Remember, he did have a deal with the speaker about a year or so ago, the so-called grand bargain, but when the speaker went back to the caucus, they didn't like it, a lot didn't like it and he backed out of the deal. He acknowledged that on "This Week with George Stephanopoulos" only this past weekend. He acknowledged he did have a deal with the president. The president was on board, he was on board, but he changed his mind under pressure from some of the more hard- liners within the Republican caucus and the House of Representatives. So, there is a possibility, you can talk about all of these things down the road.

The Republicans are fearful, if they reopen the government fully, if they extend the debt limit they lose leverage in talking about the issues Paul Ryan wrote about the "Wall Street Journal," the chairman of the House Budget Committee, talking about entitlement reform and tax reform, long-term issues, Social Security, Medicare, Medicaid. And they're afraid if they accept what the president is demanding as far as the government shutdown and the debt ceiling are concerned, they'll lose a lot of the leverage, which presumably they will.

BANFIELD: I'm curious if they're gaining it back with the overture. When there's an olive branch from either side of the members of the government, it has a funny way of showing it self. Earlier, we heard how the speaker referred to conversations about to happen between his members and the president. He said the president doesn't want to talk, they don't want to talk. Well, let's hear what they have to say about that.

Wolf, thank you. Hold on for a moment. I'm going to take a quick break. When we come back, we'll go to the White House and get some of the reaction to what the speaker just said and to what might be lying on the horizon as well.

Back right after this.

(COMMERCIAL BREAK)

BANFIELD: As we continue to wait for some reaction from the White House on what happens just wrapped up on Capitol Hill, that meeting where the leadership of the GOP and the House, including the speaker, John Boehner, effectively laying out the plan, the offer of the six- week break to raise the debt limit, talk, not open the government, not fund the government, doesn't get a continuing resolution out of this but at least talk and get to the next deadline without blowing through our debt ceiling and defaulting on our debts. While that is sort of germinating throughout those in the White House, we're waiting for their reaction.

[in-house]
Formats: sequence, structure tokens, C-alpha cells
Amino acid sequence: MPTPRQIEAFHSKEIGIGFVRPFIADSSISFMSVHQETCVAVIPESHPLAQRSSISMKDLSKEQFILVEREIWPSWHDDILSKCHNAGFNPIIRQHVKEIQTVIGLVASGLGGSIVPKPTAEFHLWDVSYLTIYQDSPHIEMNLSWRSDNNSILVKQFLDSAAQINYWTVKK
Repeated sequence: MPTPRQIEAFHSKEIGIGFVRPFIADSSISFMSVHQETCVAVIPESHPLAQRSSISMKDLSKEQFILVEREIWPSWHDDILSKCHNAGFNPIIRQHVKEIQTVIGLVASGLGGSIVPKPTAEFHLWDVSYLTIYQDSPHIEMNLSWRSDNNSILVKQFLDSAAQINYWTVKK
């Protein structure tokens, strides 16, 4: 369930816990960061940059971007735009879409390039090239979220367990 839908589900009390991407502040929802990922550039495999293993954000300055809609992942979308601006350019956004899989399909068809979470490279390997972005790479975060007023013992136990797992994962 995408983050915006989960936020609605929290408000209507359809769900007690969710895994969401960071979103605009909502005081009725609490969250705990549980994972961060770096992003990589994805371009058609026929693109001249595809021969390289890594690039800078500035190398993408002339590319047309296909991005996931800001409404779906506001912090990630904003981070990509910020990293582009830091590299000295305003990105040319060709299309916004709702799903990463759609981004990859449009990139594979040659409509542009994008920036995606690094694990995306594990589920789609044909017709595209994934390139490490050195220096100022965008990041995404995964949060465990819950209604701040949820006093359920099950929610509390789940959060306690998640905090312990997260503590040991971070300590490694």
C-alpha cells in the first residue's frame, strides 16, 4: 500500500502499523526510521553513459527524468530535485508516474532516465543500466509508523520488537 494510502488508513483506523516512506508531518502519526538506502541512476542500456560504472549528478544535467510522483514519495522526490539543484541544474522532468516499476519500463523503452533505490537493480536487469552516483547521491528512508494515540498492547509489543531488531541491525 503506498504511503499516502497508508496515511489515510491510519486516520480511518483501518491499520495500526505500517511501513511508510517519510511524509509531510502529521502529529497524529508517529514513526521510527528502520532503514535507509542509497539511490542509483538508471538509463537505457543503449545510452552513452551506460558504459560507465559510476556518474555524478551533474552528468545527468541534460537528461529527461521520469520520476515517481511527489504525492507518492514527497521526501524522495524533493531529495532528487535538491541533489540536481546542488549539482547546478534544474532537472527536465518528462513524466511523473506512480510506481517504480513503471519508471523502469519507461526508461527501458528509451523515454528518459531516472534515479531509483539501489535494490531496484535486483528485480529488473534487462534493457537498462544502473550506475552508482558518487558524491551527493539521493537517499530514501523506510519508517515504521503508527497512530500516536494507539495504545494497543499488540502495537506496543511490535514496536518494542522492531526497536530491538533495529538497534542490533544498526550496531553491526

Wouldn't it be really nice to be able to hear someone stand up in Congress and speak from the heart, somebody guided by faith and conscience? Wow! Guided by principle and not the partisan talking points and the line of the day or the hash tag? There is someone exactly like that. You're about to hear from him. But with the caveat he's not a member. Have a listen.

(BEGIN VIDEO CLIP)

ADM. BARRY BLACK, CHAPLAIN, UNITED STATES SENATE: Deliver us from the hypocrisy of attempting to sound reasonable while being unreasonable. Forgive them for the blunders they have committed, infusing them with the courage to admit and correct mistakes. Today, give our lawmakers the vision and the willingness, remove from them that stubborn pride which imagines itself to be above and beyond criticism. Lord, deliver us from governing by crisis. It's time for our lawmakers to say enough is enough. We pray in your merciful name, amen. Amen. Amen. Amen. (END VIDEO CLIP)

BANFIELD: Amen. I'm going to add one to that.

Here he is live, the chaplain of the United States Senate, retired Navy admiral, Barry Black.

Chaplain, thank you, thank you, thank you for saying these things. I wish they had more of an effect.

I want to ask you, if you are able to counsel regularly individual members about the kind of language they use, the kind of blame they throw around and the personal responsibility they do not take, especially when they use words like terrorist and hostage and gun to their heads, how do you operate in the halls of Congress with these people?

BLACK: Well, I teach a Bible study for Senators on a weekly basis. I also interact regularly with Senators at a weekly prayer breakfast. If I were talking to them about the power of words, I would tell them, first, words have consequences. Proverbs 18:21 says "The power of life and death is in the tongue." I would also tell them that how you say something is as important in what you say. Proverb 15:1 says, "A soft answer turns away anger." So I would encourage them to be responsible stewards of their verbiage.

BANFIELD: Chaplain Black, are you hopeful that -- you saw we had an overture today. Are you hopeful we'll get anywhere, are you hopeful we'll get out of this crisis without further damage to the people of Congress, to the people of the United States, and to the great name of the United States?

BLACK: Well, laudable goals are rarely achieved without hard effort and perseverance. I am the perennial optimist. I was in college in Alabama in the '60s when a diminutive preacher came to my campus and said, "We shall overcome because the arc of the moral universe is long but it bends toward justice." I think that optimism was contagious. If someone had told me in the '60s, when I was a student in Alabama, that the walls of segregation would come down and there would be an African-American chaplain of the United States Senate, I would have responded, you did indeed inhale. But that was what happened because of optimism, because of persevering.